This article is about the character from Shakespeare's play, Othello. To see other characters named Iago, please see Iago (disambiguation).

Iago is a fictional character and one of the major characters in Shakespeare's play, Othello. Playing as the main antagonist in the play, Iago is Emilia's wife, and Othello's bearer. Ultimately, Iago devises and plans revenge in order to take down Othello, though his motives for doing so are unknown, by making him believe that his wife is cheating on him with his trusted lieutenant, Cassio.


Iago is a soldier who fought alongside Othello, and believes that he should be promoted to Lieutenant, for he is Othello's trusted advisor. While talking with Roderigo in the streets of Venice, he claims that the promotion to Lieutenant was passed down unfairly to Cassio. He decides to plot a plan to manipulate Othello into demoting Cassio, and as a result, promote Iago. Alongside Roderigo, while Iago is manipulating Othello, Iago will also help Roderigo into winning over Othello's wife, Desdemona.

Throughout the last three scenes, Iago's plan is slowly unveiled. He manipulates his wife, Emilia, into taking from Desdemona a handkerchief that Othello had given her; the handkerchief, ultimately, turns into a symbolic representation of Desdemona's purity, and by "giving it away", this fuses Othello's paranoia. Iago then tells Othello that he had seen the handkerchief with Cassio. Mad with jealousy, Othello orders Iago to kill Cassio, promoting him to Lieutenant in the process. Ultimately, Cassio is merely wounded, while Roderigo is killed by Iago.

During Cassio, Roderigo, and Iago's fight, Othello is also notable for killing his wife by strangulation. Emilia brings to light about Iago's treachery, and is killed by Iago. In the end, Iago is sentenced to imprisonment by Cassio, who is now in charge of Cyprus.


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Iago is viewed as one of Shakespeare's most sinister villain, often viewed as such after his betrayal towards Othello's entrust in him, which he maintains his status as an "honest" and "dedicated" advisor to Othello. Shakespearean critic, A. C. Bradley, suggests that "evil has nowhere else been portrayed with such mastery as in the evil character of Iago",[1] and states that he "stands supreme among Shakespeare's evil characters because the greatest intensity and subtlety of imagination have gone into his making."[2]

A critical reading of Othello continues to fuel scholar debate on the role of Iago—often highlighting the complex nature of Iago. Fred West contends that Shakespeare was not content with simply portraying another “stock” morality figure, and that he, like many dramatists, was particularly interested in the workings of the human mind. Thus, according to West, Iago, who sees nothing wrong with his own behavior, is “an accurate portrait of a psychopath”,[3] who is “devoid of conscience, with no remorse”.[3] West believes that “Shakespeare had observed that there exist perfectly sane people in whom fellow-feeling of any kind is extremely weak while egoism is virtually absolute, and thus he made Iago”.[3]

Bradley writes that Iago "illustrates in the most perfect combination the two facts concerning evil, which seem to have impressed Shakespeare the most", the first being that "the fact that perfectly sane people exist in whom fellow-feeling of any kind is so weak that an almost absolute egoism becomes possible to them", with the second being "that such evil is compatible, and even appears to ally itself easily, with exceptional powers of will and intellect".[2] The same critic also famously said that "to compare Iago with the Satan of Paradise Lost seems almost absurd, so immensely does Shakespeare's man exceed Milton's Fiend in evil",[2] clearly showing the level of evil his reading of the play revealed in Iago.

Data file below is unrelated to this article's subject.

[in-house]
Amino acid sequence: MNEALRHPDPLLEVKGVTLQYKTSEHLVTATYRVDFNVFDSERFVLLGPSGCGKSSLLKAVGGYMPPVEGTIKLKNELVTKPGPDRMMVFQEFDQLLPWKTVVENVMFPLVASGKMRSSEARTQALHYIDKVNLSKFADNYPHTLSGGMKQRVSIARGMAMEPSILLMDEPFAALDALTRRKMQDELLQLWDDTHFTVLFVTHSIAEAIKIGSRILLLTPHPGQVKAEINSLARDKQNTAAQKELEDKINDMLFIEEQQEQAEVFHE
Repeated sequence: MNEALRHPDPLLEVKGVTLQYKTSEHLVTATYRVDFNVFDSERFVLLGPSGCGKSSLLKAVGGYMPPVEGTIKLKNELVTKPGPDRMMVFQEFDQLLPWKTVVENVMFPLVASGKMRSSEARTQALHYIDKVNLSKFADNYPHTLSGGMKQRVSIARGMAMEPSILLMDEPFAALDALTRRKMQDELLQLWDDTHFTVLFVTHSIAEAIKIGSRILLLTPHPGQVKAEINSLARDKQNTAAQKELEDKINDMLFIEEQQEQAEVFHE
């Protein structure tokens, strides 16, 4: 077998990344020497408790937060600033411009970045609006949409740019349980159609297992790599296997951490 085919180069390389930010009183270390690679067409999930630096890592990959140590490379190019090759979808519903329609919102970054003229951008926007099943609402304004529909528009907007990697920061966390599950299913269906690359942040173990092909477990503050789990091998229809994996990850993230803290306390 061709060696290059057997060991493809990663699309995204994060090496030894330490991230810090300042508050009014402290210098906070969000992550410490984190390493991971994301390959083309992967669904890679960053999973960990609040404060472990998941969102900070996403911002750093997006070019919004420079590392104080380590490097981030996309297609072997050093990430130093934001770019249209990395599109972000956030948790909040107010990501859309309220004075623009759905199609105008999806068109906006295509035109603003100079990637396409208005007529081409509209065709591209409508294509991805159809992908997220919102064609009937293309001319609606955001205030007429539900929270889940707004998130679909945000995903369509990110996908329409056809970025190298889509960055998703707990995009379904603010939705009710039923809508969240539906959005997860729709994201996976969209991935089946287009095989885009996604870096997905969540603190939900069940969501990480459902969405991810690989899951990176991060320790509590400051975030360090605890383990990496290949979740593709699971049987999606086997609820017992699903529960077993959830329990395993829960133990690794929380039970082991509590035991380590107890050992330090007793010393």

Weston Babcock, however, would have us see Iago as “an human being, shrewdly intelligent, suffering from and striking against a constant fear of social snobbery”.[4] According to Babcock, it is not malice, but fear, that drives Iago. For, “Iago dates his maturity, as he considers it, his ability to understand the world, from the age at which he recognized every remark to be personally pointed. One only who lacks inner assurance and is so constantly on guard against any hint of his inferiority could so confess himself".[4]

John Draper, on the other hand, postulates that Iago is simply “an opportunist who cleverly grasps occasion” (726),[5] spurred on by “the keenest of professional and personal motives”.[5] Draper argues that Iago “seized occasions rather than made them".[5] According to his theory, Iago “is the first cause, but events, once under way, pass out of his control".[5] Following this logic, Draper concludes that Iago “is neither as clever nor as wicked as some would think; and the problem of his character largely resolves itself into the question: was he justified in embarking upon the initial stages of his revenge?”[5]


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  1. Bradley, A. C., [1904] (1974), Shakesperean Tragedy, Basingstoke: Macmillan Press, p. 169.
  2. 2.0 2.1 2.2 Bradley, A. C. (1992). Shakespearean tragedy: lectures on Hamlet, Othello, King Lear, Macbeth (3rd ed.). New York: St. Martin's Press.
  3. 3.0 3.1 3.2 West, Fred (1978). "Iago the Psychopath". South Atlantic Bulletin 43 (2): 27–35. doi:10.2307/3198785.
  4. 4.0 4.1 Babcock, Weston (1965). "Iago-an Extraordinary Honest Man". Shakespeare Quarterly 16 (4): 297–301. doi:10.2307/2867657.
  5. 5.0 5.1 5.2 5.3 5.4 Draper, John (1931). "Honest Iago". PMLA: Publication of the Modern Language Association of America 46 (3): 724–737. doi:10.2307/457857.
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